Charitable Giving Got Biggest Boost In 2013 Since Recession

Charities are finally bouncing back thanks to a recovering economy and a focus on fundraising fundamentals, a new study has concluded.

Overall donations grew 4.9 percent last year, the biggest boost since the recession hit, the study conducted by Blackbaud -- a leading provider of online donation processing -- found. This was a significant jump considering that charitable giving was nearly flat in 2012, increasing just 2 percent.

"It was a very healthy year," Chuck Longfield, Blackbaud’s chief scientist, said in a statement.

Online giving, which grew 13.5 percent last year, continues to serve as a "growth engine" for nonprofits, according to Blackbaud. This was the second consecutive year that it experienced double-digit growth rates.

In part, the increase in online giving was due to a number of crises -- including the Boston Marathon bombings and the Midwest tornadoes -- that prompted donors to pledge generously.

Giving Tuesday, the online event that invites shoppers to give back after scoring deals on Black Friday and Cyber Monday, also had a significant impact on overall online giving. In its second year, donors gave 90 percent more to charity on Giving Tuesday and Blackbaud processed more than $19.2 million in donations.

Blackbaud analyzed more than 4,000 organizations and found that every sector experienced fundraising growth last year. International aid organizations had the biggest overall increase in donations at 13.2 percent.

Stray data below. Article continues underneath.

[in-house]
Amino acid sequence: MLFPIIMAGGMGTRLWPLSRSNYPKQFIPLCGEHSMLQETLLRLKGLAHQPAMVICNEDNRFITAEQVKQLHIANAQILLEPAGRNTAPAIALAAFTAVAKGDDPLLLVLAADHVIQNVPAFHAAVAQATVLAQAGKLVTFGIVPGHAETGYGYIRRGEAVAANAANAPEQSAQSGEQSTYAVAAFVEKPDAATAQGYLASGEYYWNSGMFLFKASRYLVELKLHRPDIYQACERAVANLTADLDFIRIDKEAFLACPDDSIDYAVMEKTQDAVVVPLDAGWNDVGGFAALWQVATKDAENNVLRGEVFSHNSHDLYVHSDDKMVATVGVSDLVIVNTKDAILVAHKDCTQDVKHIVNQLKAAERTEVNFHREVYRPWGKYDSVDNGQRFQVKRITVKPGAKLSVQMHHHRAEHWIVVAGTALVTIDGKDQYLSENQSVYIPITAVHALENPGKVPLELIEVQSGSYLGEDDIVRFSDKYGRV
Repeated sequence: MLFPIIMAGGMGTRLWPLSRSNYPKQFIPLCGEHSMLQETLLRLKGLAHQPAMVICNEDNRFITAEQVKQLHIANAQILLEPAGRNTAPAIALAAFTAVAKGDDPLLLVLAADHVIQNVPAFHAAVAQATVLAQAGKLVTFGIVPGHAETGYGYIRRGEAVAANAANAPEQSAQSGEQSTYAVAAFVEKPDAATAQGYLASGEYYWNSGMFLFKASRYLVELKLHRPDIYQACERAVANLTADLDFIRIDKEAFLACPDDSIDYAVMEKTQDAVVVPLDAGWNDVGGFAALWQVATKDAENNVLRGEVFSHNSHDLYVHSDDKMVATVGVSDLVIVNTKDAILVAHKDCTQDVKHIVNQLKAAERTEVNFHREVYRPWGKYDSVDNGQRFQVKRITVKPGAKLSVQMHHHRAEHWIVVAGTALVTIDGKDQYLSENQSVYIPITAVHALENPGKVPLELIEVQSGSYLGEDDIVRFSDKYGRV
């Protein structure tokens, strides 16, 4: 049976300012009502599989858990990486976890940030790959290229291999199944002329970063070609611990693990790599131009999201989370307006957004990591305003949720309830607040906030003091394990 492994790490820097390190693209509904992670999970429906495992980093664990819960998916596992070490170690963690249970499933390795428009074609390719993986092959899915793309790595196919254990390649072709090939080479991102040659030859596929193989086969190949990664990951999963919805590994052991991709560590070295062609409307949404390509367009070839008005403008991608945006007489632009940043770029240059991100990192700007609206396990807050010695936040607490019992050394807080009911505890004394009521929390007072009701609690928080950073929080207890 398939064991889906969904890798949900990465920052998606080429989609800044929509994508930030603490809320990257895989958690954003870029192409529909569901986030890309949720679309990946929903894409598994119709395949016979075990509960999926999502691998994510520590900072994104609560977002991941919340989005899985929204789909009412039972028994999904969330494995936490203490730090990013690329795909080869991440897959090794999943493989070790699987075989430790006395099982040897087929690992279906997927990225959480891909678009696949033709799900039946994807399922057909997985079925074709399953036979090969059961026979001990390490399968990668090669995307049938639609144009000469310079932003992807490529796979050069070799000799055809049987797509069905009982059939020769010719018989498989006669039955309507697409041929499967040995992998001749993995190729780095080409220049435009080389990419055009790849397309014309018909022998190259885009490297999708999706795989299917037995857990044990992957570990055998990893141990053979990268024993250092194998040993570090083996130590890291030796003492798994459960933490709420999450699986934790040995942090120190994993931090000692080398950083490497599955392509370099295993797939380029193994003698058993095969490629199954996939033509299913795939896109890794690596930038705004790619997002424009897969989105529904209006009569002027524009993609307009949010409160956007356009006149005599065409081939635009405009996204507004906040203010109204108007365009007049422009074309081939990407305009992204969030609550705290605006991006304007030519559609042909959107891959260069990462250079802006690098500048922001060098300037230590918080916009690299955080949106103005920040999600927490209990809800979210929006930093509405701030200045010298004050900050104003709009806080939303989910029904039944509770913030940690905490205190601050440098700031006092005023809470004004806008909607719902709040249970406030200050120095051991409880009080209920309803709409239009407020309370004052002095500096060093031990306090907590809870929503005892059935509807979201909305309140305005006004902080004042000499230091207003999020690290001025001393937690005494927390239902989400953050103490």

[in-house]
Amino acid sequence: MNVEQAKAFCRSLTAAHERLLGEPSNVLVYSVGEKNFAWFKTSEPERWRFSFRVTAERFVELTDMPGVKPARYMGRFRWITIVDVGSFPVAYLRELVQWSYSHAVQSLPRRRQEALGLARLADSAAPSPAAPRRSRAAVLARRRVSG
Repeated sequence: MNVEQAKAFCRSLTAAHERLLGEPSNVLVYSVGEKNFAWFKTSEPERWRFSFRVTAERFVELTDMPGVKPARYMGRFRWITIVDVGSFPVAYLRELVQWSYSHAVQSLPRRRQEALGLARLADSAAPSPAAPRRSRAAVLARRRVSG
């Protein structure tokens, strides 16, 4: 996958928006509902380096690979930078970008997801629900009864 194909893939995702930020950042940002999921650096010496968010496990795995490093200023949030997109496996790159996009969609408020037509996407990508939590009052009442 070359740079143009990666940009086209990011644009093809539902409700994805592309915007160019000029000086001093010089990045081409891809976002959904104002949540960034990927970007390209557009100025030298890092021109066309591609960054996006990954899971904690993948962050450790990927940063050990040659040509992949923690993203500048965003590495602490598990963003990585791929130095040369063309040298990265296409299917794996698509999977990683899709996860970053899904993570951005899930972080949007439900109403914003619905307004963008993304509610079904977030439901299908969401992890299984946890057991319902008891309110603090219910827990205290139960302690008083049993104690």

These groups have fostered better relationships with donors by focusing more on preparation and planning before a disaster strikes and doing a better job of keeping supporters informed about their progress, Bob Ottenhoff, president and CEO of the Center for Disaster Philanthropy, told Blackbaud.

Often in the wake of a disaster, the bulk of donations come in within the first 90 days. Aid groups are now showing donors the "full arc" of what is needed in an effort to keep them involved. Donors also often express skepticism of how money abroad is being spent to help, so NGOs are having staff members in the field file daily reports to "engage donors more in the unfolding of the story."

An additional boon to the philanthropy sector came in the form of big gifts, the Chronicle of Philanthropy reported last month.

The nation's wealthiest donors gave $3.4 billion to charity last year, demonstrating an increase in the number of gifts in the $100 million or more category.

The largest donation last year came from Facebook founder Mark Zuckerberg and his wife, Priscilla Chan, who gave 18 million shares of Facebook stock -- valued at more than $990 million -- to the Silicon Valley Community Foundation.

"The fact that we had so many gifts that were $100 million or more is an indication that people are really giving big again," Stacy Palmer, editor of the Chronicle of Philanthropy, told the Associated Press. "People seem more optimistic about the economy, and certainly the strong stock market has propelled a lot of gifts. It looks like it's going to be a better year."

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